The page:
One of Spain’s most unique cheeses
In north Gran Canaria the Cortijo de Pavón cheesery produces one of Spain’s most unique cheeses with cow, sheep and to a lesser extent goat milk. Their soft, yellowish rind, rich, creamy texture and slightly bitter flavour come from the use of thistle flowers, harvested between April and May, to curdle the milk. The cheeses are made within the Queso de Flor de Guía y Queso de Guía Designation of Origin.
Centuries-old cheese recipes made on pine and chestnut wood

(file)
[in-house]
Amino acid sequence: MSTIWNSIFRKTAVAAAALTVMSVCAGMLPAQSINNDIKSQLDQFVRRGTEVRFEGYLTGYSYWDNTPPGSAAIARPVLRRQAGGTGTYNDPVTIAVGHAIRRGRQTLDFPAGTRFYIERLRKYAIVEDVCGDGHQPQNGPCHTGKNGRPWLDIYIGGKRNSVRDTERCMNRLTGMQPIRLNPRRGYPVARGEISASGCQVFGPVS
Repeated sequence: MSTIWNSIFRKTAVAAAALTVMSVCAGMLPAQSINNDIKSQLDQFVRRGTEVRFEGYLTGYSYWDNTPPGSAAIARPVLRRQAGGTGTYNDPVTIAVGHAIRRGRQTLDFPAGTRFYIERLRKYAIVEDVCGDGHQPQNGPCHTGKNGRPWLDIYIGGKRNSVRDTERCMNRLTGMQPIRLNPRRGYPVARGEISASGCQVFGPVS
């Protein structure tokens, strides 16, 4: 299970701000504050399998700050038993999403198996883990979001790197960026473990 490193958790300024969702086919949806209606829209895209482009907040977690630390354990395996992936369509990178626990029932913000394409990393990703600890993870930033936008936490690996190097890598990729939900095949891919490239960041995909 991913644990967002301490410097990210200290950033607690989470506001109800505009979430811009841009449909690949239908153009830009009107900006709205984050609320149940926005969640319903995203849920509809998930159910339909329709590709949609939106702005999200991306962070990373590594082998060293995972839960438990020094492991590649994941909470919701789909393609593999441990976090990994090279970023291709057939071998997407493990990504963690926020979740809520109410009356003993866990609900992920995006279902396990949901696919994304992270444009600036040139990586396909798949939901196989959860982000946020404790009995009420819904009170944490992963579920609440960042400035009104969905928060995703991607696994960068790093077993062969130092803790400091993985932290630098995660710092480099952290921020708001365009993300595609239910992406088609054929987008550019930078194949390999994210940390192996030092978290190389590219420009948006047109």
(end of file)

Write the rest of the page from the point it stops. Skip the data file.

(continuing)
Located in Santa María de Guía town, the Cortijo de Pavón cheesery uses two techniques to make the cheese known as Flor de Guía or Flower of Guía. Both thistle flowers and traditional rennet from the dried and minced stomach of goat kids are used. Media flor cheese uses both rennet and thistle flowers to curdle the milk for a milder flavour. The cheese boards used for curing are made from local wood such as pine heartwood and chestnut decorated with geometric designs unique to each cheesery.